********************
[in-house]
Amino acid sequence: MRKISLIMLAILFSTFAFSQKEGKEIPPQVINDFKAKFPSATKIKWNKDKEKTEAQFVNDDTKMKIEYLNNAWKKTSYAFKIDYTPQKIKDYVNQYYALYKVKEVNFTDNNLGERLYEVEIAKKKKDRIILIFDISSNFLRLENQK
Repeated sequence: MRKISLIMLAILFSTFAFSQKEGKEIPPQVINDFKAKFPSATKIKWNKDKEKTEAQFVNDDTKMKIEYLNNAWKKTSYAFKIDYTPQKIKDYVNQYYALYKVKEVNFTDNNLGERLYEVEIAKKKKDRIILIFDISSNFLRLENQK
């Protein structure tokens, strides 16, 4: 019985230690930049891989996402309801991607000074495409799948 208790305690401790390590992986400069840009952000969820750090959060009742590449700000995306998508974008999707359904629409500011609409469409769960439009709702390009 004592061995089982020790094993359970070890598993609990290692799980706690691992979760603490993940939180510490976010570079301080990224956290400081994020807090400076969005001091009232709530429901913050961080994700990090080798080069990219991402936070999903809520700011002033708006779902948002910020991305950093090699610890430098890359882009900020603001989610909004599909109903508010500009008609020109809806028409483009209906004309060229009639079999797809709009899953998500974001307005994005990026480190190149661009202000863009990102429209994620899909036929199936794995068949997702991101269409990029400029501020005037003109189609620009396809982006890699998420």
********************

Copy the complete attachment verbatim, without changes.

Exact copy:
[in-house]
Amino acid sequence: MRKISLIMLAILFSTFAFSQKEGKEIPPQVINDFKAKFPSATKIKWNKDKEKTEAQFVNDDTKMKIEYLNNAWKKTSYAFKIDYTPQKIKDYVNQYYALYKVKEVNFTDNNLGERLYEVEIAKKKKDRIILIFDISSNFLRLENQK
Repeated sequence: MRKISLIMLAILFSTFAFSQKEGKEIPPQVINDFKAKFPSATKIKWNKDKEKTEAQFVNDDTKMKIEYLNNAWKKTSYAFKIDYTPQKIKDYVNQYYALYKVKEVNFTDNNLGERLYEVEIAKKKKDRIILIFDISSNFLRLENQK
């Protein structure tokens, strides 16, 4: 019985230690930049891989996402309801991607000074495409799948 208790305690401790390590992986400069840009952000969820750090959060009742590449700000995306998508974008999707359904629409500011609409469409769960439009709702390009 004592061995089982020790094993359970070890598993609990290692799980706690691992979760603490993940939180510490976010570079301080990224956290400081994020807090400076969005001091009232709530429901913050961080994700990090080798080069990219991402936070999903809520700011002033708006779902948002910020991305950093090699610890430098890359882009900020603001989610909004599909109903508010500009008609020109809806028409483009209906004309060229009639079999797809709009899953998500974001307005994005990026480190190149661009202000863009990102429209994620899909036929199936794995068949997702991101269409990029400029501020005037003109189609620009396809982006890699998420």